Consumers paid more for gas, food and clothes last month, pushing prices up by the most since the spring.
The Labor Department said Thursday that the Consumer Price Index rose 0.5 percent in July. That followed a drop of 0.2 percent in June.
Gas prices accounted for much of the swing. They increased a seasonally adjusted 4.7 percent after dropping sharply in June.
The core index, which excludes volatile food and energy, rose 0.2 percent. That's below the 0.3 percent rise in each of the previous two months.
Over the past 12 months, prices have risen 3.6 percent. That's equal to the 12-month increase in May and June. But core prices over the past 12 months have gone up 1.8 percent _ the largest increase in two years.
Clothing prices rose 1.2 percent in July. That was the third straight increase, reflecting higher cotton prices. Over the past 12 months, clothing costs have risen 3.1 percent, the largest annual increase since July 1992.
Higher rents and pricier hotel rooms have pushed the cost of housing up by the most in three years.
Food prices rose 0.4 percent. The cost of meat, dairy, coffee and fruits and vegetables all increased.
The Labor Department said Wednesday that core wholesale prices rose 0.4 percent in July, the most in six months. That's twice the increase in core consumer prices. The difference suggests that retailers are reluctant to pass on all their higher costs to consumers. That could restrain inflation going forward.
Higher gas and food costs sent consumer prices sharply higher this year, stoking inflation fears. But core prices, which exclude volatile food and energy costs, have been much tamer. The 1.8 percent annual increase reported in July is within the Federal Reserve's informal target range of between 1.5 percent and 2 percent.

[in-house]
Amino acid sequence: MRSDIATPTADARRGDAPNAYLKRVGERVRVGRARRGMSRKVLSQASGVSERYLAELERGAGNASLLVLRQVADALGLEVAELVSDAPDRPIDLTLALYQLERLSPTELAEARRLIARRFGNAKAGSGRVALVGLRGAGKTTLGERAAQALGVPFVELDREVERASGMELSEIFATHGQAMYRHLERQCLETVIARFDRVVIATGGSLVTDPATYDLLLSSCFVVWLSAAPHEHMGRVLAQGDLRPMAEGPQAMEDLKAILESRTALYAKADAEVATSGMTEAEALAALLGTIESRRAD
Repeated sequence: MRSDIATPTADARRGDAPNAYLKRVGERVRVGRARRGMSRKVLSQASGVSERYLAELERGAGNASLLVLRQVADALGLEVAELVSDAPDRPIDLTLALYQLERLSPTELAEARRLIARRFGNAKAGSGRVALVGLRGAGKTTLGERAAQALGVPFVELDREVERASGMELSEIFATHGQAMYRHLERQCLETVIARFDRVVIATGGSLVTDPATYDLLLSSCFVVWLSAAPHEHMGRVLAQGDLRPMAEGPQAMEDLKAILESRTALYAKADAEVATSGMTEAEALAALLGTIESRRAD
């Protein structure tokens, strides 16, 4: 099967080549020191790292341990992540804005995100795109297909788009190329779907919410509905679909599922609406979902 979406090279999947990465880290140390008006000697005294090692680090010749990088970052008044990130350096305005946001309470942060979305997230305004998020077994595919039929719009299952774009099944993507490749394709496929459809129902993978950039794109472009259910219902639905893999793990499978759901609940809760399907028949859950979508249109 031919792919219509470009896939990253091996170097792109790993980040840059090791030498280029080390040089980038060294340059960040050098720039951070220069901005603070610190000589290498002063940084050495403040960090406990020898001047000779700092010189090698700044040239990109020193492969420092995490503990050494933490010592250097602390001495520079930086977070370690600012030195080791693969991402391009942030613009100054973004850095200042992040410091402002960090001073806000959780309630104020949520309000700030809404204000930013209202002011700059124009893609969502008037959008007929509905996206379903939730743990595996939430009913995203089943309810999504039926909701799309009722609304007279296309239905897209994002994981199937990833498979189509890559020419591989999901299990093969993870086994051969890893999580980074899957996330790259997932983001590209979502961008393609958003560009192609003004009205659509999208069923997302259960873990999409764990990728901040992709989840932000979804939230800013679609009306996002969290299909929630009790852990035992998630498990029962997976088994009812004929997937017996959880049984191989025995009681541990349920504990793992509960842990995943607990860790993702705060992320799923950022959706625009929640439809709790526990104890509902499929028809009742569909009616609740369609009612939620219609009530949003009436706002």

Fed policymakers expect core consumer inflation to average between 1.5 percent and 1.8 percent this year.
Some inflation can be healthy for the economy because it encourages people to spend and invest rather than sitting on their cash. More spending drives corporate growth, which makes businesses more likely to hire people.
Oil and gas prices have fallen in recent weeks, in response to concerns that growth in the United States and Europe will be weak this year. Americans are also driving less, reducing demand for gasoline.
Falling oil and gas prices should help keep inflation in check. The average nationwide price of gas fell to $3.58 a gallon Wednesday, down about 9 cents from a month earlier.
Lower inflation gives the Federal Reserve more leeway to keep interest rates low and potentially engage in other efforts to boost the economy.
Last week, Fed policymakers said they will keep its benchmark short-term rate at nearly zero at least until mid-2013. Previously, the central bank had never given a clear time frame. It hopes the certainty of low rates will encourage consumers and businesses to borrow and spend more.